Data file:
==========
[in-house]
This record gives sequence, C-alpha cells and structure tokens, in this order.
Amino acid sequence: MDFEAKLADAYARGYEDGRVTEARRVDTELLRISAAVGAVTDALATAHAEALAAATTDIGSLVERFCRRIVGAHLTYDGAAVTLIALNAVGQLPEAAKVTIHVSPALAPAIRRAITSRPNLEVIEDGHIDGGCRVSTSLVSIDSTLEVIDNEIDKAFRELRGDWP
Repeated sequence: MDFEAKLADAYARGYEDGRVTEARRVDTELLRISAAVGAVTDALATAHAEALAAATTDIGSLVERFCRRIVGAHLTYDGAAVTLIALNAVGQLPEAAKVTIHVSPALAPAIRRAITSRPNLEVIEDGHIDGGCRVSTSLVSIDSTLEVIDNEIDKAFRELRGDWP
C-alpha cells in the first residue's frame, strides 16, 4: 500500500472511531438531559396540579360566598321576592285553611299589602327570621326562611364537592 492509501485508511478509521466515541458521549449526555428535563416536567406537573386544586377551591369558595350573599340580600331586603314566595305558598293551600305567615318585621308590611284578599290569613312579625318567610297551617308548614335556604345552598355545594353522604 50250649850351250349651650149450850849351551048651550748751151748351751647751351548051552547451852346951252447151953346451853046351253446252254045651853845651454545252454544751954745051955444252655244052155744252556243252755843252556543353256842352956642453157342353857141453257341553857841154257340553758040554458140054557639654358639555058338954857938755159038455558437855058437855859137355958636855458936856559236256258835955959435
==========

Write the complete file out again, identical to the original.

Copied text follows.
[in-house]
This record gives sequence, C-alpha cells and structure tokens, in this order.
Amino acid sequence: MDFEAKLADAYARGYEDGRVTEARRVDTELLRISAAVGAVTDALATAHAEALAAATTDIGSLVERFCRRIVGAHLTYDGAAVTLIALNAVGQLPEAAKVTIHVSPALAPAIRRAITSRPNLEVIEDGHIDGGCRVSTSLVSIDSTLEVIDNEIDKAFRELRGDWP
Repeated sequence: MDFEAKLADAYARGYEDGRVTEARRVDTELLRISAAVGAVTDALATAHAEALAAATTDIGSLVERFCRRIVGAHLTYDGAAVTLIALNAVGQLPEAAKVTIHVSPALAPAIRRAITSRPNLEVIEDGHIDGGCRVSTSLVSIDSTLEVIDNEIDKAFRELRGDWP
C-alpha cells in the first residue's frame, strides 16, 4: 500500500472511531438531559396540579360566598321576592285553611299589602327570621326562611364537592 492509501485508511478509521466515541458521549449526555428535563416536567406537573386544586377551591369558595350573599340580600331586603314566595305558598293551600305567615318585621308590611284578599290569613312579625318567610297551617308548614335556604345552598355545594353522604 50250649850351250349651650149450850849351551048651550748751151748351751647751351548051552547451852346951252447151953346451853046351253446252254045651853845651454545252454544751954745051955444252655244052155744252556243252755843252556543353256842352956642453157342353857141453257341553857841154257340553758040554458140054557639654358639555058338954857938755159038455558437855058437855859137355958636855458936856559236256258835955959435